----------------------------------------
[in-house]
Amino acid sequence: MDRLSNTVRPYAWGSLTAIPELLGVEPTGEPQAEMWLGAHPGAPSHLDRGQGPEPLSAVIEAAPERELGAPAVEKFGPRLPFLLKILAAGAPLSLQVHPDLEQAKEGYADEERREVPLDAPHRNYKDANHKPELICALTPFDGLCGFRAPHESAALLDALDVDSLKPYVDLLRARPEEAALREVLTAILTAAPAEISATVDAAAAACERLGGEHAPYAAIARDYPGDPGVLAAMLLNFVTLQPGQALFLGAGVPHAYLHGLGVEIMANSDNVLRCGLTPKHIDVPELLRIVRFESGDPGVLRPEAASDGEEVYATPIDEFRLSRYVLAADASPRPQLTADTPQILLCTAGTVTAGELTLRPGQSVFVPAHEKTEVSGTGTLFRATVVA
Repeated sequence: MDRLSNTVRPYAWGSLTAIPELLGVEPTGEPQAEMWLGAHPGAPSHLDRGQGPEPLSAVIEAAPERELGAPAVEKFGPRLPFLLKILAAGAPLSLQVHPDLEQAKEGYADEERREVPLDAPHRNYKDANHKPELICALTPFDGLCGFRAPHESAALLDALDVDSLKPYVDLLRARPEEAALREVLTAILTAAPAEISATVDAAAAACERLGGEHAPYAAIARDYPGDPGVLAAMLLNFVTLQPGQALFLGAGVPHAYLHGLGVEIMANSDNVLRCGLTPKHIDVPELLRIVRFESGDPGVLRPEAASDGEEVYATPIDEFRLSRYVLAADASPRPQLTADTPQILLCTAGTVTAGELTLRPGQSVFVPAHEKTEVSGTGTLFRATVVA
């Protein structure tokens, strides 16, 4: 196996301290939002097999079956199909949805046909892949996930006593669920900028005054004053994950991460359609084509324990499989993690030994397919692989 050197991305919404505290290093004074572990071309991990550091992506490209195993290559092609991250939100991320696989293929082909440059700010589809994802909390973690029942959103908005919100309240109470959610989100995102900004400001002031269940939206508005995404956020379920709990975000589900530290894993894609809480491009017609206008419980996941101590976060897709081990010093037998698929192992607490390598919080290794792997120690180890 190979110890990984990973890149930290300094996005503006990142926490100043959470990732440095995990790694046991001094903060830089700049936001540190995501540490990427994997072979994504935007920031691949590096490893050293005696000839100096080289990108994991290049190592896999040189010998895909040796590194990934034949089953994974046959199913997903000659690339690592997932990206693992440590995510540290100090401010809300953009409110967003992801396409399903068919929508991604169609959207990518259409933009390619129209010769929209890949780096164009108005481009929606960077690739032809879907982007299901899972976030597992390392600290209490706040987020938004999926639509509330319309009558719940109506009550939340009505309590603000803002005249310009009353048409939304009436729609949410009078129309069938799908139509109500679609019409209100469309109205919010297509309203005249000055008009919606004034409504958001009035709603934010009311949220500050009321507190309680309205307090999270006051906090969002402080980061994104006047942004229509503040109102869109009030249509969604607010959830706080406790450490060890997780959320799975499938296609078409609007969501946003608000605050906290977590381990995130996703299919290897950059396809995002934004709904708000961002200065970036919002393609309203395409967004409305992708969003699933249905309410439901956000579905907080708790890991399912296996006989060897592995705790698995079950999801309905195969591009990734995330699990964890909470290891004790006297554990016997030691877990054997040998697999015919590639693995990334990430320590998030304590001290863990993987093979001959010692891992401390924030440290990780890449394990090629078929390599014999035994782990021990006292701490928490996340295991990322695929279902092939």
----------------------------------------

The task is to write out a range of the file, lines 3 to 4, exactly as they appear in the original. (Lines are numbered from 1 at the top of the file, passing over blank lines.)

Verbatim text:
Repeated sequence: MDRLSNTVRPYAWGSLTAIPELLGVEPTGEPQAEMWLGAHPGAPSHLDRGQGPEPLSAVIEAAPERELGAPAVEKFGPRLPFLLKILAAGAPLSLQVHPDLEQAKEGYADEERREVPLDAPHRNYKDANHKPELICALTPFDGLCGFRAPHESAALLDALDVDSLKPYVDLLRARPEEAALREVLTAILTAAPAEISATVDAAAAACERLGGEHAPYAAIARDYPGDPGVLAAMLLNFVTLQPGQALFLGAGVPHAYLHGLGVEIMANSDNVLRCGLTPKHIDVPELLRIVRFESGDPGVLRPEAASDGEEVYATPIDEFRLSRYVLAADASPRPQLTADTPQILLCTAGTVTAGELTLRPGQSVFVPAHEKTEVSGTGTLFRATVVA
């Protein structure tokens, strides 16, 4: 196996301290939002097999079956199909949805046909892949996930006593669920900028005054004053994950991460359609084509324990499989993690030994397919692989 050197991305919404505290290093004074572990071309991990550091992506490209195993290559092609991250939100991320696989293929082909440059700010589809994802909390973690029942959103908005919100309240109470959610989100995102900004400001002031269940939206508005995404956020379920709990975000589900530290894993894609809480491009017609206008419980996941101590976060897709081990010093037998698929192992607490390598919080290794792997120690180890 190979110890990984990973890149930290300094996005503006990142926490100043959470990732440095995990790694046991001094903060830089700049936001540190995501540490990427994997072979994504935007920031691949590096490893050293005696000839100096080289990108994991290049190592896999040189010998895909040796590194990934034949089953994974046959199913997903000659690339690592997932990206693992440590995510540290100090401010809300953009409110967003992801396409399903068919929508991604169609959207990518259409933009390619129209010769929209890949780096164009108005481009929606960077690739032809879907982007299901899972976030597992390392600290209490706040987020938004999926639509509330319309009558719940109506009550939340009505309590603000803002005249310009009353048409939304009436729609949410009078129309069938799908139509109500679609019409209100469309109205919010297509309203005249000055008009919606004034409504958001009035709603934010009311949220500050009321507190309680309205307090999270006051906090969002402080980061994104006047942004229509503040109102869109009030249509969604607010959830706080406790450490060890997780959320799975499938296609078409609007969501946003608000605050906290977590381990995130996703299919290897950059396809995002934004709904708000961002200065970036919002393609309203395409967004409305992708969003699933249905309410439901956000579905907080708790890991399912296996006989060897592995705790698995079950999801309905195969591009990734995330699990964890909470290891004790006297554990016997030691877990054997040998697999015919590639693995990334990430320590998030304590001290863990993987093979001959010692891992401390924030440290990780890449394990090629078929390599014999035994782990021990006292701490928490996340295991990322695929279902092939």